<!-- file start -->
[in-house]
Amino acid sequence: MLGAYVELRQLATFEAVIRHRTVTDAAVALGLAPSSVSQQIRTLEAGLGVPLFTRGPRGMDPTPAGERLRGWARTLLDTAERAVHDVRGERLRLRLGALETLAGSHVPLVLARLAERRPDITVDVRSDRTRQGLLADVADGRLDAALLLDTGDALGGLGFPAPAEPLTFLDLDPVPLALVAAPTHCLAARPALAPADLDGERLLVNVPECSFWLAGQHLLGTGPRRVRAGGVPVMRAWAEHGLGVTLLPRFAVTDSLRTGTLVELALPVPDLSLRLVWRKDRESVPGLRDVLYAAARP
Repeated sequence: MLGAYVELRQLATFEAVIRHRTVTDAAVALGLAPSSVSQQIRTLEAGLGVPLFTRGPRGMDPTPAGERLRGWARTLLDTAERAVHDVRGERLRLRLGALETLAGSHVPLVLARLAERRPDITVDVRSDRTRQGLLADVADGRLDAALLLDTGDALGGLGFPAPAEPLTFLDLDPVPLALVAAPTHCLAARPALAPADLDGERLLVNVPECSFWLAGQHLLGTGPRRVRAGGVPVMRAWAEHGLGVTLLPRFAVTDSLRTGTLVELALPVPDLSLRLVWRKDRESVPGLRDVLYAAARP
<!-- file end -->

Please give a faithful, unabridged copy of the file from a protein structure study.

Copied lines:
[in-house]
Amino acid sequence: MLGAYVELRQLATFEAVIRHRTVTDAAVALGLAPSSVSQQIRTLEAGLGVPLFTRGPRGMDPTPAGERLRGWARTLLDTAERAVHDVRGERLRLRLGALETLAGSHVPLVLARLAERRPDITVDVRSDRTRQGLLADVADGRLDAALLLDTGDALGGLGFPAPAEPLTFLDLDPVPLALVAAPTHCLAARPALAPADLDGERLLVNVPECSFWLAGQHLLGTGPRRVRAGGVPVMRAWAEHGLGVTLLPRFAVTDSLRTGTLVELALPVPDLSLRLVWRKDRESVPGLRDVLYAAARP
Repeated sequence: MLGAYVELRQLATFEAVIRHRTVTDAAVALGLAPSSVSQQIRTLEAGLGVPLFTRGPRGMDPTPAGERLRGWARTLLDTAERAVHDVRGERLRLRLGALETLAGSHVPLVLARLAERRPDITVDVRSDRTRQGLLADVADGRLDAALLLDTGDALGGLGFPAPAEPLTFLDLDPVPLALVAAPTHCLAARPALAPADLDGERLLVNVPECSFWLAGQHLLGTGPRRVRAGGVPVMRAWAEHGLGVTLLPRFAVTDSLRTGTLVELALPVPDLSLRLVWRKDRESVPGLRDVLYAAARP